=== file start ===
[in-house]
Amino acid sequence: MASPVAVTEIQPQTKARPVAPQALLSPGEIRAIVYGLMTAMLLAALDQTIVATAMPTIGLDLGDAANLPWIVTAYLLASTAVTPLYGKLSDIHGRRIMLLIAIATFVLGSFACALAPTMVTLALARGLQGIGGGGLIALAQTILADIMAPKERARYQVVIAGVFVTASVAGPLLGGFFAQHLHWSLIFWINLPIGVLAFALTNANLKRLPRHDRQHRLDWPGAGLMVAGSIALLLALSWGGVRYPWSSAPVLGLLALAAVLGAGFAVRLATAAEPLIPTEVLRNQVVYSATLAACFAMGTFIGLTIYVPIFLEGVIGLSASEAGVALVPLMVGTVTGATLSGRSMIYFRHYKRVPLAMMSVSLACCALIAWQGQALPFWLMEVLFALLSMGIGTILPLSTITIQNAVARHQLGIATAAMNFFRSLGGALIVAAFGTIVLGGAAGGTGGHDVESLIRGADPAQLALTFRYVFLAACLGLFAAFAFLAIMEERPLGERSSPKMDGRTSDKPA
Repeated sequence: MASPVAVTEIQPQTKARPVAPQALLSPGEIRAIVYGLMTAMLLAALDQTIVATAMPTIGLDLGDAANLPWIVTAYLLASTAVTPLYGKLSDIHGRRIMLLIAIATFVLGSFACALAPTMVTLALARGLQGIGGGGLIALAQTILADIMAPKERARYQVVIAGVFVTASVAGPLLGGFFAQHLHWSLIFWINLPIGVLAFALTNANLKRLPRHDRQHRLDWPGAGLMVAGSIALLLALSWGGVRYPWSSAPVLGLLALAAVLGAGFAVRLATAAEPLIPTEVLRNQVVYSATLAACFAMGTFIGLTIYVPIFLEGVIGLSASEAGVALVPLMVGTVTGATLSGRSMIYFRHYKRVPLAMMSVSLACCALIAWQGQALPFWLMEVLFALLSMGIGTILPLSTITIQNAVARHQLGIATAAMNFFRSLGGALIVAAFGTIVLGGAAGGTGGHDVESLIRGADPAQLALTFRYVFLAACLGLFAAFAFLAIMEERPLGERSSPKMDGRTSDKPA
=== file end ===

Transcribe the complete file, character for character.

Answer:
[in-house]
Amino acid sequence: MASPVAVTEIQPQTKARPVAPQALLSPGEIRAIVYGLMTAMLLAALDQTIVATAMPTIGLDLGDAANLPWIVTAYLLASTAVTPLYGKLSDIHGRRIMLLIAIATFVLGSFACALAPTMVTLALARGLQGIGGGGLIALAQTILADIMAPKERARYQVVIAGVFVTASVAGPLLGGFFAQHLHWSLIFWINLPIGVLAFALTNANLKRLPRHDRQHRLDWPGAGLMVAGSIALLLALSWGGVRYPWSSAPVLGLLALAAVLGAGFAVRLATAAEPLIPTEVLRNQVVYSATLAACFAMGTFIGLTIYVPIFLEGVIGLSASEAGVALVPLMVGTVTGATLSGRSMIYFRHYKRVPLAMMSVSLACCALIAWQGQALPFWLMEVLFALLSMGIGTILPLSTITIQNAVARHQLGIATAAMNFFRSLGGALIVAAFGTIVLGGAAGGTGGHDVESLIRGADPAQLALTFRYVFLAACLGLFAAFAFLAIMEERPLGERSSPKMDGRTSDKPA
Repeated sequence: MASPVAVTEIQPQTKARPVAPQALLSPGEIRAIVYGLMTAMLLAALDQTIVATAMPTIGLDLGDAANLPWIVTAYLLASTAVTPLYGKLSDIHGRRIMLLIAIATFVLGSFACALAPTMVTLALARGLQGIGGGGLIALAQTILADIMAPKERARYQVVIAGVFVTASVAGPLLGGFFAQHLHWSLIFWINLPIGVLAFALTNANLKRLPRHDRQHRLDWPGAGLMVAGSIALLLALSWGGVRYPWSSAPVLGLLALAAVLGAGFAVRLATAAEPLIPTEVLRNQVVYSATLAACFAMGTFIGLTIYVPIFLEGVIGLSASEAGVALVPLMVGTVTGATLSGRSMIYFRHYKRVPLAMMSVSLACCALIAWQGQALPFWLMEVLFALLSMGIGTILPLSTITIQNAVARHQLGIATAAMNFFRSLGGALIVAAFGTIVLGGAAGGTGGHDVESLIRGADPAQLALTFRYVFLAACLGLFAAFAFLAIMEERPLGERSSPKMDGRTSDKPA